Cyrus cylinder perspex ornament

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A  perspex replica of the Cyrus the Great Cylinder Babylon 539 BC. 

The Cyrus Cylinder is often referred to as the first bill of human rights as it appears to encourage freedom of worship throughout the Persian Empire and to allow deported people to return to their homelands.

It was inscribed in Babylonian cuneiform (cuneiform is the earliest form of writing) on the orders of the Persian King Cyrus the Great (559–530 BC) after he captured Babylon in 539 BC.

 It was rediscovered in Babylon in modern Iraq in 1879 during a British Museum excavation and has been on display ever since.

Part of a range to accompany the Museum's major exhibition I am Ashurbanipal: king of the world, king of Assyria.

More about the exhibition

 The BP exhibition I am Ashurbanipal: king of the world, king of Assyria (8 November 2018 – 24 February 2019) tells the story of Ashurbanipal through the British Museum’s unparalleled collection of Assyrian treasures and rare loans.

Ashurbanipal was king of the Assyrian empire and is thought to be its last great ruler. At the time of his reign (669–c. 631 BC), Assyria was the largest empire in the world, stretching from Cyprus in the west to Iran in the east, and at one point even included Egypt.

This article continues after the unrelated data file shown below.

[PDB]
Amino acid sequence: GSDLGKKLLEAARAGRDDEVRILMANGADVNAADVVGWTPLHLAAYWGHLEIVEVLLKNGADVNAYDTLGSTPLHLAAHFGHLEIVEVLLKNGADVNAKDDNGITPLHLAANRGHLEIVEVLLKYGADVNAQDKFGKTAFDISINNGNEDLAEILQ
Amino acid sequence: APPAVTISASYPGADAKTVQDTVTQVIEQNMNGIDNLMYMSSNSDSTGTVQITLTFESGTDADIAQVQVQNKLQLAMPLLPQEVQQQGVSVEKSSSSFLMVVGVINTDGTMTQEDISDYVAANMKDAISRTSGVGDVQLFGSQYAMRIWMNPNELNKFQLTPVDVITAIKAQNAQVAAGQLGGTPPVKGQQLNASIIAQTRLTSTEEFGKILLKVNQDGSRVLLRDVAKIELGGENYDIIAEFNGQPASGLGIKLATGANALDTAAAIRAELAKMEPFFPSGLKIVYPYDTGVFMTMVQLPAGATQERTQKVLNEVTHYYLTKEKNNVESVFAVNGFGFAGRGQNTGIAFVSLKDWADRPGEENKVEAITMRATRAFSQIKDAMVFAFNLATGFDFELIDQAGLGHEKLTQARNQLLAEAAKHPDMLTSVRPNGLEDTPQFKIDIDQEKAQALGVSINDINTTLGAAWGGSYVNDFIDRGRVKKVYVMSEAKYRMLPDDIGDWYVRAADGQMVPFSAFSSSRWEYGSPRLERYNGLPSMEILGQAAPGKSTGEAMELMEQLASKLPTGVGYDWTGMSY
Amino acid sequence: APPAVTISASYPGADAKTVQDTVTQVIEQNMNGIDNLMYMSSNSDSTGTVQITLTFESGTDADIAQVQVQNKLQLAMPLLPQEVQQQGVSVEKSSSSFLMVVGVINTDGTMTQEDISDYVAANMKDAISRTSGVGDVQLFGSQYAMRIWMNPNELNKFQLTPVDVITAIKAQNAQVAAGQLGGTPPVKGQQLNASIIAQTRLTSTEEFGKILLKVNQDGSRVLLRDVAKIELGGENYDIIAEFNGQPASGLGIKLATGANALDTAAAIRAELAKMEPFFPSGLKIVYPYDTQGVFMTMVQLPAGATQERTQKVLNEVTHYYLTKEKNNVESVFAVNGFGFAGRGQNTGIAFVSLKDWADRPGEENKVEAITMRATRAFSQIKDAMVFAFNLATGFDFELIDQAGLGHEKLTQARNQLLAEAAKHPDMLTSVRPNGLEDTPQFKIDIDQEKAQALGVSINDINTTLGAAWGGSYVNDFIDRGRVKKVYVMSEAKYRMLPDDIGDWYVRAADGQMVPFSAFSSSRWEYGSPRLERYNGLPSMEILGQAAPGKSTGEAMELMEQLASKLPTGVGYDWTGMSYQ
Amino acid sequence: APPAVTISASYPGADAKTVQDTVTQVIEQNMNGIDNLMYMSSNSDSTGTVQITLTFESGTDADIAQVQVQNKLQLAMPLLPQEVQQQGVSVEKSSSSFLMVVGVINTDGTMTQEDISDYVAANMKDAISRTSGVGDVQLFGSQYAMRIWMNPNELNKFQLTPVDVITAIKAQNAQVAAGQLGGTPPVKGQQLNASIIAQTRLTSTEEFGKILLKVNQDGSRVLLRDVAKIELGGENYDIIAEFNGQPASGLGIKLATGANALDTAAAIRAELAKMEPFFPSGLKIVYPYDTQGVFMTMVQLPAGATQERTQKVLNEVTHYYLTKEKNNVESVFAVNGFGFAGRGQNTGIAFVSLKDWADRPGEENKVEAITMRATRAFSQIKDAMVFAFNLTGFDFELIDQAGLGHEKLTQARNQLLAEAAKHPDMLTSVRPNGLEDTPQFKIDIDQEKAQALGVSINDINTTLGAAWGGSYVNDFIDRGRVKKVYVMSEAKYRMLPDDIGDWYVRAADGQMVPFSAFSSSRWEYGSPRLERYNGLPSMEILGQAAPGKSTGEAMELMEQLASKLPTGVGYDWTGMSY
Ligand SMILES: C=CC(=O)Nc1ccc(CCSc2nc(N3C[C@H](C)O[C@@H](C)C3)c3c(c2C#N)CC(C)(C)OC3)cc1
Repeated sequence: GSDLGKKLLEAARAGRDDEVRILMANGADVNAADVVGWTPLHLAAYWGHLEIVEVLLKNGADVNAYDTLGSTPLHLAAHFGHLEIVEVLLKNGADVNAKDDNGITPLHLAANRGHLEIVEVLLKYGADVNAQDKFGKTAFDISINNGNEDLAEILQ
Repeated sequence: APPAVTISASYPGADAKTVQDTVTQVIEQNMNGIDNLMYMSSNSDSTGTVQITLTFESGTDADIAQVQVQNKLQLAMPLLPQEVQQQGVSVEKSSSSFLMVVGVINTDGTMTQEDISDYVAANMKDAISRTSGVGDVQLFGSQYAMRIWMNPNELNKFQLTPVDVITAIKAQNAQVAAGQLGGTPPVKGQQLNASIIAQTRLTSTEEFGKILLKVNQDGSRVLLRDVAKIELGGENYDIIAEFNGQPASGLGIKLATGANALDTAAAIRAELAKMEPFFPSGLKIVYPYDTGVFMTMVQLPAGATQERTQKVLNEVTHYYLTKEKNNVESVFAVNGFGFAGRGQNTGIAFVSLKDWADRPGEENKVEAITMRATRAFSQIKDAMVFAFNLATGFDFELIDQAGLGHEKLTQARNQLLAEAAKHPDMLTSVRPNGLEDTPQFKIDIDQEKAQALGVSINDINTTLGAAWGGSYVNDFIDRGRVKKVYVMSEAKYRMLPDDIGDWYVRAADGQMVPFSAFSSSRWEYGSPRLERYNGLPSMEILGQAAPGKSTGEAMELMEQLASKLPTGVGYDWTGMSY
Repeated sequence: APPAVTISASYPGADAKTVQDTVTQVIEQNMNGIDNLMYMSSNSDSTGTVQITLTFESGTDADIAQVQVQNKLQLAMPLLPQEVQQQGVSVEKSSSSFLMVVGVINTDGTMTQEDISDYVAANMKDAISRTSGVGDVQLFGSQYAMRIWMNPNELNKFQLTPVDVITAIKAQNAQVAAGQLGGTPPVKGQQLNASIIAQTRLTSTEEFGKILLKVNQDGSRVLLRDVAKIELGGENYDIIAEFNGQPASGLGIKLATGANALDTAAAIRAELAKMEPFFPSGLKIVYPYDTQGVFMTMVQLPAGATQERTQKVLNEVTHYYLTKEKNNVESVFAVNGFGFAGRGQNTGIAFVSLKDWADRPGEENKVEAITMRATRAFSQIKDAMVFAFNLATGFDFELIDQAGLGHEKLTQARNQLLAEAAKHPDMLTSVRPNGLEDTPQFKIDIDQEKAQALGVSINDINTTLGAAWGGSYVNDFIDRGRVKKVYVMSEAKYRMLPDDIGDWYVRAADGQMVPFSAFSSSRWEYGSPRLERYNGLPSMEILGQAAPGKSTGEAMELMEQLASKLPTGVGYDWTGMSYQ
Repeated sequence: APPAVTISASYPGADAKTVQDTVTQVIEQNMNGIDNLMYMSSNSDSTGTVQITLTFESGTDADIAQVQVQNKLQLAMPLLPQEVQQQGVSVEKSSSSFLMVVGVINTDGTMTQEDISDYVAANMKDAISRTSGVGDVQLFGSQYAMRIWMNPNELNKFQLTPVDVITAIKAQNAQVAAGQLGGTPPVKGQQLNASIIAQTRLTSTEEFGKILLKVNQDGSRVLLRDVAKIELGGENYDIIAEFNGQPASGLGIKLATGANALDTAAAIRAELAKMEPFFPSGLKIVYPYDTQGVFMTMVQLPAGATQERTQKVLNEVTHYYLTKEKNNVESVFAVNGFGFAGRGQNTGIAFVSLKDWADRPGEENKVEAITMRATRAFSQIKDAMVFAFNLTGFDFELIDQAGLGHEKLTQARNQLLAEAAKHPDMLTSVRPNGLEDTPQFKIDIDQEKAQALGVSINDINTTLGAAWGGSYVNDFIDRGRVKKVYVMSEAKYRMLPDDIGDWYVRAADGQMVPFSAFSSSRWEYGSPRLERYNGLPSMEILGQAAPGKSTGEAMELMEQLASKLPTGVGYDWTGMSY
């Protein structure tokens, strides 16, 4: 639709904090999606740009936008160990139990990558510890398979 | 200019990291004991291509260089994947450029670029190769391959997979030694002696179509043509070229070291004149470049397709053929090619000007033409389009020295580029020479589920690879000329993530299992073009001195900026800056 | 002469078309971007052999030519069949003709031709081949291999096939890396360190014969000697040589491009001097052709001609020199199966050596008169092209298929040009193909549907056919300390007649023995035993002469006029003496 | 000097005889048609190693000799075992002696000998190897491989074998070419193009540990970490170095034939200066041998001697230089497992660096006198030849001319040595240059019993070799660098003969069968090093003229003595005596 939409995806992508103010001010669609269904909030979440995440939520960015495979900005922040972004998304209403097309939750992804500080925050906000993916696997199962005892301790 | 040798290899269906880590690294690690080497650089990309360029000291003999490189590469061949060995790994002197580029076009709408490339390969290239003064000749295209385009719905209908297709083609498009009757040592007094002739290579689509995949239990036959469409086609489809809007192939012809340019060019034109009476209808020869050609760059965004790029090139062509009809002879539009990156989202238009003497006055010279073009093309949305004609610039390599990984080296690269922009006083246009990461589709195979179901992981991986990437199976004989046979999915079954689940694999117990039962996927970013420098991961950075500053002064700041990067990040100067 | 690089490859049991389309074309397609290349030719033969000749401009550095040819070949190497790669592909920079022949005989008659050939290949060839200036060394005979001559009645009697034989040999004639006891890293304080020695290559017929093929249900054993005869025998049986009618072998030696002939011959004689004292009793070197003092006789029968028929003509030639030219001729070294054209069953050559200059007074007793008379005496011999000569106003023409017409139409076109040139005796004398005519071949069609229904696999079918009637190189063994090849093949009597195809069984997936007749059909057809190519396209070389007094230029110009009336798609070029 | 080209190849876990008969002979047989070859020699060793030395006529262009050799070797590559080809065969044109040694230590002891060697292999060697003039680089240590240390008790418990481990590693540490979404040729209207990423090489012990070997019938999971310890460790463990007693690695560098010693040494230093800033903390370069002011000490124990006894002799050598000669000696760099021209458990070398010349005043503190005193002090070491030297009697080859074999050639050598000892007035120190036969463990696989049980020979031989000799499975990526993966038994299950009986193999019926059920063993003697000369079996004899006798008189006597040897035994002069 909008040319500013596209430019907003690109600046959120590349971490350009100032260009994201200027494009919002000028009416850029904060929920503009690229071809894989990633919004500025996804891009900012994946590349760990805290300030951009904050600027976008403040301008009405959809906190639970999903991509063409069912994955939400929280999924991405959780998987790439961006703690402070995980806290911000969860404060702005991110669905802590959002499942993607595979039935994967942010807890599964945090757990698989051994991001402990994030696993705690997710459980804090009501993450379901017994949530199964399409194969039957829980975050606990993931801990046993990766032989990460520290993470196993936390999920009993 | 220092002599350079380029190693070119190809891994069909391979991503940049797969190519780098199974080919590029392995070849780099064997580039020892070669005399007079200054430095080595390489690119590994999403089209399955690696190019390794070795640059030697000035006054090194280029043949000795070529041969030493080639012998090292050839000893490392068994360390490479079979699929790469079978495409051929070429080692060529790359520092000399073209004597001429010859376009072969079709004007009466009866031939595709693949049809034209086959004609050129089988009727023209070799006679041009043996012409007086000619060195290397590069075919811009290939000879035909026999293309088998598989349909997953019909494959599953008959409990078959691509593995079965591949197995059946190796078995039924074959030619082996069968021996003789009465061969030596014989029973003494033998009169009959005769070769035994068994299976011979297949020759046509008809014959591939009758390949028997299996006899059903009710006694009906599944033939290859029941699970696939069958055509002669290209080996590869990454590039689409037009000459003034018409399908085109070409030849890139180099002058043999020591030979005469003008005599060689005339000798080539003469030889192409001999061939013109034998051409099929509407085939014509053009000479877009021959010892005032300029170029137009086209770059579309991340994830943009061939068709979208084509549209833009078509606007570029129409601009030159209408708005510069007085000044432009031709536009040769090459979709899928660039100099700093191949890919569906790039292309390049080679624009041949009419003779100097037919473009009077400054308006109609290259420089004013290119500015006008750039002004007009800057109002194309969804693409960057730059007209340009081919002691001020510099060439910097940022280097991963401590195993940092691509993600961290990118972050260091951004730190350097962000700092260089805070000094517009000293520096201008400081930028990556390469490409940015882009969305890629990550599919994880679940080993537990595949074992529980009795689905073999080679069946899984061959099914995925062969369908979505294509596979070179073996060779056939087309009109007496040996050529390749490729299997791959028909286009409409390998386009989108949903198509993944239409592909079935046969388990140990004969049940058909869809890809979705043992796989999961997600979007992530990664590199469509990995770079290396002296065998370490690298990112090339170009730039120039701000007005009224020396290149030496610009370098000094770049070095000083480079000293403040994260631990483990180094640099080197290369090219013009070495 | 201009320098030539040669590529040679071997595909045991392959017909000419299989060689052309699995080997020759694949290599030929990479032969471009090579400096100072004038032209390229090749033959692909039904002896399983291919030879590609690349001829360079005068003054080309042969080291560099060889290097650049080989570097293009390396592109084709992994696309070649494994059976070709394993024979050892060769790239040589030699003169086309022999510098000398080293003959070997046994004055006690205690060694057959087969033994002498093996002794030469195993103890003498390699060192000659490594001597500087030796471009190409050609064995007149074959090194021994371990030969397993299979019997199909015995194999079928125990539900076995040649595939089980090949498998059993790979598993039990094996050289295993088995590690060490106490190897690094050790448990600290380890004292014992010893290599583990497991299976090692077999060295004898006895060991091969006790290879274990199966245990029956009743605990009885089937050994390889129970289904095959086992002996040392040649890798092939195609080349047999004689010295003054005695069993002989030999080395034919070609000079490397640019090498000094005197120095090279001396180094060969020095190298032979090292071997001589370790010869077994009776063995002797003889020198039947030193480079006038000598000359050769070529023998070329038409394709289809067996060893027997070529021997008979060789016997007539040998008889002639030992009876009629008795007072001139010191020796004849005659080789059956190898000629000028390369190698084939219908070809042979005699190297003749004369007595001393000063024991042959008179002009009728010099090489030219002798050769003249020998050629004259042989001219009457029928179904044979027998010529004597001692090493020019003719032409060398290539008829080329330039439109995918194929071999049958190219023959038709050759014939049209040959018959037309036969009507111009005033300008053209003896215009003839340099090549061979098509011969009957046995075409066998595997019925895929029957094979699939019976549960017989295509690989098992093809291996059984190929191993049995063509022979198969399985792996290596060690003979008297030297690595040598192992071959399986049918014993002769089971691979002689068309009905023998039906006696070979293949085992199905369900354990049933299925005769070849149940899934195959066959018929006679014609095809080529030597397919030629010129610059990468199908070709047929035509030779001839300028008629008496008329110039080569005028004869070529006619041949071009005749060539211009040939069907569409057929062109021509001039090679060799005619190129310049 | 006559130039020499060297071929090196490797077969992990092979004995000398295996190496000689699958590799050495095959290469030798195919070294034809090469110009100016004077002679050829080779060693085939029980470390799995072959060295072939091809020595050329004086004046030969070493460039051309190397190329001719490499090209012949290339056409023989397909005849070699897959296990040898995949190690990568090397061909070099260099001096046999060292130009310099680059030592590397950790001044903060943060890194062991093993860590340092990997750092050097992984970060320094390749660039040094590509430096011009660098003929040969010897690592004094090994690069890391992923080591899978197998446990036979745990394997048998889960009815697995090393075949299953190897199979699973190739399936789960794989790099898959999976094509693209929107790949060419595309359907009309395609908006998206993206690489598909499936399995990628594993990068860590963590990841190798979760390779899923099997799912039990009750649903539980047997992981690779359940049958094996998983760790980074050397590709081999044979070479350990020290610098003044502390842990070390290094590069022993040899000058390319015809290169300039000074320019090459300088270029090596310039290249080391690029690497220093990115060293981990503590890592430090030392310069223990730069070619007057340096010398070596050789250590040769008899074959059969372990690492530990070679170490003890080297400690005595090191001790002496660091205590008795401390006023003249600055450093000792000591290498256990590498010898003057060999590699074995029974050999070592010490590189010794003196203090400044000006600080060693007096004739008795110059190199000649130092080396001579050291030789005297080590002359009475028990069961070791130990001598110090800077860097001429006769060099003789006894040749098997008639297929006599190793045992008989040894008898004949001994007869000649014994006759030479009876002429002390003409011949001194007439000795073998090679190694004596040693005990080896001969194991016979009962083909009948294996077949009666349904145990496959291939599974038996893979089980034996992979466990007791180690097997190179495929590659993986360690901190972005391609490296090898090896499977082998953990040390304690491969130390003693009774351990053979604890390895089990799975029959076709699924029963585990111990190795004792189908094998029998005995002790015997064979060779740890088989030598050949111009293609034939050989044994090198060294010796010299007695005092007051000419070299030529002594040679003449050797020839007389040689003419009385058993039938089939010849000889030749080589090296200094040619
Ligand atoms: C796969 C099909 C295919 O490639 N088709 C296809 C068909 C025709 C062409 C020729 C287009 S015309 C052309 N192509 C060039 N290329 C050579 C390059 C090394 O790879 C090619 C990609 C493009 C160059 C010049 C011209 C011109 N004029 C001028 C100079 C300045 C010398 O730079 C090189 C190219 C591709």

The exhibition explores Ashurbanipal’s world through spectacular displays that evoke his palace and highlights the importance of preserving Iraq’s rich cultural heritage for future generations.

  • Product Code: CMCN513980
  • Dimension: 15cm x 10cm x 5cm
  • SUBTITLE: British Museum
  • Material: Lucite
  • Weight: 0.30 Kg

A  perspex replica of the Cyrus the Great Cylinder Babylon 539 BC. 

The Cyrus Cylinder is often referred to as the first bill of human rights as it appears to encourage freedom of worship throughout the Persian Empire and to allow deported people to return to their homelands.

It was inscribed in Babylonian cuneiform (cuneiform is the earliest form of writing) on the orders of the Persian King Cyrus the Great (559–530 BC) after he captured Babylon in 539 BC.

 It was rediscovered in Babylon in modern Iraq in 1879 during a British Museum excavation and has been on display ever since.

Part of a range to accompany the Museum's major exhibition I am Ashurbanipal: king of the world, king of Assyria.

More about the exhibition

 The BP exhibition I am Ashurbanipal: king of the world, king of Assyria (8 November 2018 – 24 February 2019) tells the story of Ashurbanipal through the British Museum’s unparalleled collection of Assyrian treasures and rare loans.

Ashurbanipal was king of the Assyrian empire and is thought to be its last great ruler. At the time of his reign (669–c. 631 BC), Assyria was the largest empire in the world, stretching from Cyprus in the west to Iran in the east, and at one point even included Egypt.

The exhibition explores Ashurbanipal’s world through spectacular displays that evoke his palace and highlights the importance of preserving Iraq’s rich cultural heritage for future generations.

  • Product Code: CMCN513980
  • DIMENSIONS: 15cm x 10cm x 5cm
  • Weight: 0.30 Kg
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